Scientists have turned back the clock in mice they engineered to age faster than normal, an advance they suggest is the first time aging in mice has been reversed.
Researchers at Harvard-affiliated medical centers genetically manipulated mice to age faster, and then used gene therapy to lengthen telomeres -- compounds found at the ends of strands of DNA -- which reversed age-related problems such as decreased brain function and infertility.
"We at best expected it to be a slowing of the process or perhaps an arresting of the process. We did not anticipate that it would be so dramatic a reversal in all of the problems that the animal was experiencing," said Dr. Ronald DiPinho, professor of medicine and genetics at Dana-Farber Cancer Institute and Harvard Medical School, and co-author of the paper published Sunday in the journal Nature. "We were so struck by the findings that we rushed to get the study published."
A human cell holds 23 pairs of chromosomes, each containing protective caps at each end called telomeres. Enzymes called telomerases protect the telomeres and reduce DNA damage thought to contribute to tissue aging. But as we age, our cells produce less telomerase; telomeres are cut shorter and eventually fail to protect DNA from damage.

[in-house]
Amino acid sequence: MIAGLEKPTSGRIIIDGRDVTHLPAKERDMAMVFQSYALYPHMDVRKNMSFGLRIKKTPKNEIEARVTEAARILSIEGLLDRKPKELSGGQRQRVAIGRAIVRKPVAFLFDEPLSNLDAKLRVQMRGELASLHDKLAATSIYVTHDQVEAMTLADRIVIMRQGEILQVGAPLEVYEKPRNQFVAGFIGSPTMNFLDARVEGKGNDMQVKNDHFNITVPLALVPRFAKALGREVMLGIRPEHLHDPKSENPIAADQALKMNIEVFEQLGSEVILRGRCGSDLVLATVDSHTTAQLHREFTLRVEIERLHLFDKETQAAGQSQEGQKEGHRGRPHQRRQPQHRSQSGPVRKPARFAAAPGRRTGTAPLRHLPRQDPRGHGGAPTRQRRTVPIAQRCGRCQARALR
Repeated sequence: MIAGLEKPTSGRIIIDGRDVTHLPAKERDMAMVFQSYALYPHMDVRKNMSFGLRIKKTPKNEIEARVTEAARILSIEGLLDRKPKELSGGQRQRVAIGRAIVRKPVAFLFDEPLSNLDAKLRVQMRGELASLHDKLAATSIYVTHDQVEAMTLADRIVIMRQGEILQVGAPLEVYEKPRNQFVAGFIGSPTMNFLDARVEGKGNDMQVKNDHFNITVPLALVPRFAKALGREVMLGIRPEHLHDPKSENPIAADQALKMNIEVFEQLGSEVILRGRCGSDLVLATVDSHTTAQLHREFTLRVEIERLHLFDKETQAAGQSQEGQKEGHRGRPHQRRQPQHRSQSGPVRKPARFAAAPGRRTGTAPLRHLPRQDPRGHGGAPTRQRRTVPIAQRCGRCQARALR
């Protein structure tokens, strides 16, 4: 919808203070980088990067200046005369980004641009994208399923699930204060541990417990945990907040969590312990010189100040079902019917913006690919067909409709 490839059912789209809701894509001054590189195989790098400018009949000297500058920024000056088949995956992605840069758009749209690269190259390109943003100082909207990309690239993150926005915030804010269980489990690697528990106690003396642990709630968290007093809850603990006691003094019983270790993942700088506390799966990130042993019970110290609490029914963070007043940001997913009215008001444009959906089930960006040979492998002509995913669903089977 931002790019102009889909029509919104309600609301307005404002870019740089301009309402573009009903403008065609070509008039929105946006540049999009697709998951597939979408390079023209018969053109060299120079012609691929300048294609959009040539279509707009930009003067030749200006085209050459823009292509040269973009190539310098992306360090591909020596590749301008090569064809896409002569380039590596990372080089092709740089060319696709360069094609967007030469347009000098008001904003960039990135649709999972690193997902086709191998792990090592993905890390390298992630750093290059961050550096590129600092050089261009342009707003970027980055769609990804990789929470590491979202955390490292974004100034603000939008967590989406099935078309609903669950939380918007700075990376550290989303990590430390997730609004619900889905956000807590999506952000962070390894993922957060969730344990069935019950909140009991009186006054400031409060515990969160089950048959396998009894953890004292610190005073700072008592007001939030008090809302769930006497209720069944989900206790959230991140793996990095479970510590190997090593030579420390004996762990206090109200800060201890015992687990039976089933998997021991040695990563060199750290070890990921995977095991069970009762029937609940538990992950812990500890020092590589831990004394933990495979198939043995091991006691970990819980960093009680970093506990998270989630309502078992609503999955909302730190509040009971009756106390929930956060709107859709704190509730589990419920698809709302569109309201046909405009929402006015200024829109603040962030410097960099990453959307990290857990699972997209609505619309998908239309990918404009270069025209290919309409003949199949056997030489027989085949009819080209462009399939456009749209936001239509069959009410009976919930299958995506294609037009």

Researchers boosted telomerase in the mice cells -- which hold 20 pairs of chromosomes -- to prevent telomeres from getting shorter. They found restoring the enzyme not only stopped aging but revived failing organs and even restored dark fur to mice who had turned grey. DePinho said the mice that were equivalent to ages 80 to 90 in human years returned to the equivalent of middle age.
"This [research] indicates there's a point of return for these tissues," said DePinho. "The fact that you can bring a tissue to the brink and then bring it back this dramatically is remarkable."
Previous studies suggest that even in humans, shorter telomeres may be associated with age-related diseases such as heart disease and Alzheimer's disease.
In fact, the brains of the age-modified mice were 75 percent of the size of a normal brain, much as happens in a patient with Alzheimer's disease. But when researchers reactivated the telomerase, the brains returned to a normal size, according to the study.
The aging process is complex and telomeres are just one element that contributes to its course. But DePinho said this is one step in learning more about not only the slowing of aging, but also the reversal.
"Telomere dynamics in mice has taught us the role of telomeres in [diseases like] cancer and helped us better understand how to take advantage of these situations," said DePinho.
Still, DePinho said the research is an early look down the pipeline for subsequent studies. Researchers plan to study the potential benefits in normal aging in mice before understanding whether the process might work in humans.
"We want to understand what contribution this makes to the aging process in conjunction with other factors that are responsible for the aging process," said DePinho. "We need to do a more careful analysis of these tissues and their cells to ascertain whether or not we could further regulate the process."